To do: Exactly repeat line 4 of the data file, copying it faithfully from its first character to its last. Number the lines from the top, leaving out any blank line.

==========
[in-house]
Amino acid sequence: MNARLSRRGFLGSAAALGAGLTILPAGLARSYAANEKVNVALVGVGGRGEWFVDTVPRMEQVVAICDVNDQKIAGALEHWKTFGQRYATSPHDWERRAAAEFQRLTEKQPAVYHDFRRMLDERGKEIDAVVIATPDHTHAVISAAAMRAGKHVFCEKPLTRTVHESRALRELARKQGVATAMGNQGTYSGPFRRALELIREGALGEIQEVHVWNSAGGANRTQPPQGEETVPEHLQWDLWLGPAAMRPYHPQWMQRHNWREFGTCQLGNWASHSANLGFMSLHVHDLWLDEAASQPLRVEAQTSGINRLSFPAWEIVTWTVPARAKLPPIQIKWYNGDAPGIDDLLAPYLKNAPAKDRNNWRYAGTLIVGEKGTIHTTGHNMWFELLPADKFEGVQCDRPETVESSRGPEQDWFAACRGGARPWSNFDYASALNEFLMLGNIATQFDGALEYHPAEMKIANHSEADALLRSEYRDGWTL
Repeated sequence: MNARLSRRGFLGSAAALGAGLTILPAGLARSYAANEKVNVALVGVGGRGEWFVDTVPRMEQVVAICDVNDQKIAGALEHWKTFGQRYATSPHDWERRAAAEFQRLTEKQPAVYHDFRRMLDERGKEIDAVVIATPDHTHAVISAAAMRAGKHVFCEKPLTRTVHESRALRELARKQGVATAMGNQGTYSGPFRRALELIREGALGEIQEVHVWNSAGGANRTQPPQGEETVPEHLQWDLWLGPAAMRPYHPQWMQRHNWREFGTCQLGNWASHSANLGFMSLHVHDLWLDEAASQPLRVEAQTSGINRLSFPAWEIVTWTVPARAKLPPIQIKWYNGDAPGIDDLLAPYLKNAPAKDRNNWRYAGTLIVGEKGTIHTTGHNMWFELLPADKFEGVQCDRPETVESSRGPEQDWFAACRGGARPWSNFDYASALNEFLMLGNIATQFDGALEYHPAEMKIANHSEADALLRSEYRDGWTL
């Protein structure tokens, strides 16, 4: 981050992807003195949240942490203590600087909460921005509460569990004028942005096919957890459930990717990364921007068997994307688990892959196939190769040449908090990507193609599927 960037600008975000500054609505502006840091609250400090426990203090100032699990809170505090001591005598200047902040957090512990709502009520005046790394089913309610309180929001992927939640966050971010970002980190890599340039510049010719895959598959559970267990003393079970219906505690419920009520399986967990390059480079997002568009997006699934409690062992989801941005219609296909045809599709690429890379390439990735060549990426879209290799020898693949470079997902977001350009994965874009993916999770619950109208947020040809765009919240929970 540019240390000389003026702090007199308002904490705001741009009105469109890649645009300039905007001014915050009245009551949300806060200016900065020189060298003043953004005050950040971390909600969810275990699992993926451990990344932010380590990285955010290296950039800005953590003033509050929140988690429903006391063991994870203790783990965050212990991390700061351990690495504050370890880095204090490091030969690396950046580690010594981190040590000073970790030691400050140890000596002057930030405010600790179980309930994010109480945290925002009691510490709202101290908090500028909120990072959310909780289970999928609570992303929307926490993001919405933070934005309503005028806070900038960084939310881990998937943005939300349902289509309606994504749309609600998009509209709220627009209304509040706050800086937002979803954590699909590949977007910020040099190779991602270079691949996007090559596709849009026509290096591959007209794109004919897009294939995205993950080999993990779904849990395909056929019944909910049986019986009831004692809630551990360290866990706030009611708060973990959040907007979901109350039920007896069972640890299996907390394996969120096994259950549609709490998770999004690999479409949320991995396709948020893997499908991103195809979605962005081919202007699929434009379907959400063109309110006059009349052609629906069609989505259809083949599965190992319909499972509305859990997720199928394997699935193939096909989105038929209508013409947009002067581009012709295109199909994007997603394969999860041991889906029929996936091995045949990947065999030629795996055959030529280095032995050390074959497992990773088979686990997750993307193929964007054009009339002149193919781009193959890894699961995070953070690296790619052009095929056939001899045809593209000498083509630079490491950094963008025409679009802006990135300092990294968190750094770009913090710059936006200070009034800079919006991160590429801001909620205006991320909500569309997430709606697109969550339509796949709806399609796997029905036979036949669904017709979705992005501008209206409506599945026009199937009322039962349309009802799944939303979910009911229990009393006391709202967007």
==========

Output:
């Protein structure tokens, strides 16, 4: 981050992807003195949240942490203590600087909460921005509460569990004028942005096919957890459930990717990364921007068997994307688990892959196939190769040449908090990507193609599927 960037600008975000500054609505502006840091609250400090426990203090100032699990809170505090001591005598200047902040957090512990709502009520005046790394089913309610309180929001992927939640966050971010970002980190890599340039510049010719895959598959559970267990003393079970219906505690419920009520399986967990390059480079997002568009997006699934409690062992989801941005219609296909045809599709690429890379390439990735060549990426879209290799020898693949470079997902977001350009994965874009993916999770619950109208947020040809765009919240929970 540019240390000389003026702090007199308002904490705001741009009105469109890649645009300039905007001014915050009245009551949300806060200016900065020189060298003043953004005050950040971390909600969810275990699992993926451990990344932010380590990285955010290296950039800005953590003033509050929140988690429903006391063991994870203790783990965050212990991390700061351990690495504050370890880095204090490091030969690396950046580690010594981190040590000073970790030691400050140890000596002057930030405010600790179980309930994010109480945290925002009691510490709202101290908090500028909120990072959310909780289970999928609570992303929307926490993001919405933070934005309503005028806070900038960084939310881990998937943005939300349902289509309606994504749309609600998009509209709220627009209304509040706050800086937002979803954590699909590949977007910020040099190779991602270079691949996007090559596709849009026509290096591959007209794109004919897009294939995205993950080999993990779904849990395909056929019944909910049986019986009831004692809630551990360290866990706030009611708060973990959040907007979901109350039920007896069972640890299996907390394996969120096994259950549609709490998770999004690999479409949320991995396709948020893997499908991103195809979605962005081919202007699929434009379907959400063109309110006059009349052609629906069609989505259809083949599965190992319909499972509305859990997720199928394997699935193939096909989105038929209508013409947009002067581009012709295109199909994007997603394969999860041991889906029929996936091995045949990947065999030629795996055959030529280095032995050390074959497992990773088979686990997750993307193929964007054009009339002149193919781009193959890894699961995070953070690296790619052009095929056939001899045809593209000498083509630079490491950094963008025409679009802006990135300092990294968190750094770009913090710059936006200070009034800079919006991160590429801001909620205006991320909500569309997430709606697109969550339509796949709806399609796997029905036979036949669904017709979705992005501008209206409506599945026009199937009322039962349309009802799944939303979910009911229990009393006391709202967007």